Ramifications of increased Taliban influence in Pakistan
Should the TTP gain enough influence in the Pakistani government, it could spell disaster for U.S. operations in the GWOT and specifically in operational capacity throughout the Afghan and Asian theater. Pakistan has been an ally to the U.S. in the sense that they allow us to conduct some operations along and across their borders. They are also recipients of billions of dollars in U.S. aid meant to combat extremism within their own nation. As the U.S. continues to draw down its forces in Afghanistan other questions have emerged, chief among them being: What role will Pakistan play in the Afghan theater and what is the military to do with the thousands of tons of supplies and equipment left in the country?
As we are now seeing in Iraq, the void created by a vacating U.S. military could potentially leave significant assets to an enemy should they take the fight to a weekend post-U.S. government. Pakistan and Afghanistan haven’t enjoyed the warmest of relationships since the toppling of the Taliban. Should the Taliban in Pakistan gain enough power and influence over the Pakistani government, it is conceivable that their support for the Afghan Taliban will increase. With such support from the Pakistanis, the Afghan Taliban will be a serious threat to the stability of the fledgling and relatively weak central Afghan government.
A Taliban-controlled Pakistan could also spell disaster for regional stability. Pakistan is suspected of having hundreds of tactical nuclear weapons. Should the Pakistani military and the ISI ultimately back a coup in the country, and the TTP come to further prominence, the risk of these tactical nuclear weapons falling into Taliban hands is unacceptable. Many have speculated that the U.S. has a contingency plan for dealing with such a threat, however, top defense officials have denied such a plan exists and said that these reports are oversimplified.
A nuclear Taliban would most likely result in instant conflict. It is highly unlikely that India, Pakistan’s biggest foe in the region and a nuclear power itself, would allow such an eventuality. The ISI is suspected of supporting terrorist actions in the disputed Kashmir region of India and Taliban influence over the ISI could increase such support and lead to further escalations. To add insult to injury, Pakistan receives significant aid from China. This aid is often viewed as an annoyance to India since China and India do not have the warmest of relationships either. Furthermore, in 2013 Pakistan handed over control of the Gwadar port to the Chinese Navy. The port is a significant strategic asset to the region. Commerce flows in and out of the port annually. Control of the port by China could also mean hosting of significant Chinese military assets in the region.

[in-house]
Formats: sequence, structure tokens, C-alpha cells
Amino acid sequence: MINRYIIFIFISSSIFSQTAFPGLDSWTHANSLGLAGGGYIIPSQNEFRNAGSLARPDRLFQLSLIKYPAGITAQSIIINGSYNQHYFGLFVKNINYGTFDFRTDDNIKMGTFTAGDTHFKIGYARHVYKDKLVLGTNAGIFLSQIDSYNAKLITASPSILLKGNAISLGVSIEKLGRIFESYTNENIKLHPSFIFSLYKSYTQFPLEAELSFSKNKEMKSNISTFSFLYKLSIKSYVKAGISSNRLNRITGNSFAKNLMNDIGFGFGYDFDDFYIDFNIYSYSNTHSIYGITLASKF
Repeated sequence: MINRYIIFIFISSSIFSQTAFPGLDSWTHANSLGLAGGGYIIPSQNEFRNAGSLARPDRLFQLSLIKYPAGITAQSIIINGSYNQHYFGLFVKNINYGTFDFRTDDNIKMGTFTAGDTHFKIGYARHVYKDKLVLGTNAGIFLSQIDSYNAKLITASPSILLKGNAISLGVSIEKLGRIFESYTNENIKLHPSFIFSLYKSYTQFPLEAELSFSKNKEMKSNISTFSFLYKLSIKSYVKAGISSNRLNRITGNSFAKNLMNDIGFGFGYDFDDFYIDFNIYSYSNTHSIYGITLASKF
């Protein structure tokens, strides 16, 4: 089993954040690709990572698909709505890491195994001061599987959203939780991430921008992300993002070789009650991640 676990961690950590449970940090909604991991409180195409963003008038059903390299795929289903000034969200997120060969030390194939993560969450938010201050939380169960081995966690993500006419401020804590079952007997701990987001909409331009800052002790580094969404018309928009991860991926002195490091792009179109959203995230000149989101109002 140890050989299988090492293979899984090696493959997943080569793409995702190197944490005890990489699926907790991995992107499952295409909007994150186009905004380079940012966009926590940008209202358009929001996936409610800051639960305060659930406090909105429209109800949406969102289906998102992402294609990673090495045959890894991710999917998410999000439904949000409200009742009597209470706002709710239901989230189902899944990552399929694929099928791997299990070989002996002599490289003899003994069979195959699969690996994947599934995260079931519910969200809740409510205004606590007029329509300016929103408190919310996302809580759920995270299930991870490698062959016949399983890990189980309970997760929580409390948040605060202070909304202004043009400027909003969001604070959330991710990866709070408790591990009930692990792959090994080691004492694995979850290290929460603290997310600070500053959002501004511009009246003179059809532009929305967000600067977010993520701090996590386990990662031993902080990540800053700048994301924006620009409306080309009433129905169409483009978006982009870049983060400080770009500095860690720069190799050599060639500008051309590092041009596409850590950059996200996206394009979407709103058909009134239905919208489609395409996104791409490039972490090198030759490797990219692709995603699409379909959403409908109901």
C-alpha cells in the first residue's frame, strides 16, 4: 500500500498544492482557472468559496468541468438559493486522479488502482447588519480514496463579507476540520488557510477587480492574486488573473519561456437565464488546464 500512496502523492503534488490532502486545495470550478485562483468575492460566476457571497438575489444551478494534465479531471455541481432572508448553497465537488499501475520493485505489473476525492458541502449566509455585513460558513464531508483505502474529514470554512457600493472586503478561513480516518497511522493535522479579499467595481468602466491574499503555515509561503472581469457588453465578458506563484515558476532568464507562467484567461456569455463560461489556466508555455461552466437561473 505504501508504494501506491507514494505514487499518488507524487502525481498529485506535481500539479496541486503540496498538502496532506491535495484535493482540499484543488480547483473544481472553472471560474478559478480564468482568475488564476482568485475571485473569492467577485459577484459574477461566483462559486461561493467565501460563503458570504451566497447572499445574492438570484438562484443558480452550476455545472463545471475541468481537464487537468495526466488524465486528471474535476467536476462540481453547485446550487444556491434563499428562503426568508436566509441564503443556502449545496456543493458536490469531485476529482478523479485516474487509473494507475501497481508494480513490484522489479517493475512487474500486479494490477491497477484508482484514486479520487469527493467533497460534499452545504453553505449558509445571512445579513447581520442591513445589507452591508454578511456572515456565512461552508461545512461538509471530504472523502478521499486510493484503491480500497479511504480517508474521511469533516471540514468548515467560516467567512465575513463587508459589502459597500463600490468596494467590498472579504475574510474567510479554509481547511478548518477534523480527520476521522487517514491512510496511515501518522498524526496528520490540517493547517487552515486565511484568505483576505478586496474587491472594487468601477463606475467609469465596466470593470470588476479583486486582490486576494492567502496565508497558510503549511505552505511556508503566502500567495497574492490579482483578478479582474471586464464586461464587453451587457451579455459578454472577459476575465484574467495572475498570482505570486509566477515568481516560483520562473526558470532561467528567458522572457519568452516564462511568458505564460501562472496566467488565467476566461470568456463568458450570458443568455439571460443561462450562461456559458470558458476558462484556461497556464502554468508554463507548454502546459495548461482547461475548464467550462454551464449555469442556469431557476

In any event, Taliban influence or control of the Pakistani government is an eventuality that all interested parties should be wary of. Pakistan’s potential to meddle in the affairs of post-U.S. Afghanistan, possession of nuclear weapons, poor nuclear security and relationships with international players that are not friendly to Western interests could destabilize an already fragile region. The vacuum created by vacating U.S. forces could be filled by any number of unfavorable regimes from the Afghan Taliban to the Chinese. In any event, destabilization of the region would mean significant injury to US economic and strategic interests.
This article originally appeared here, and is re-posted with the permission of the original author.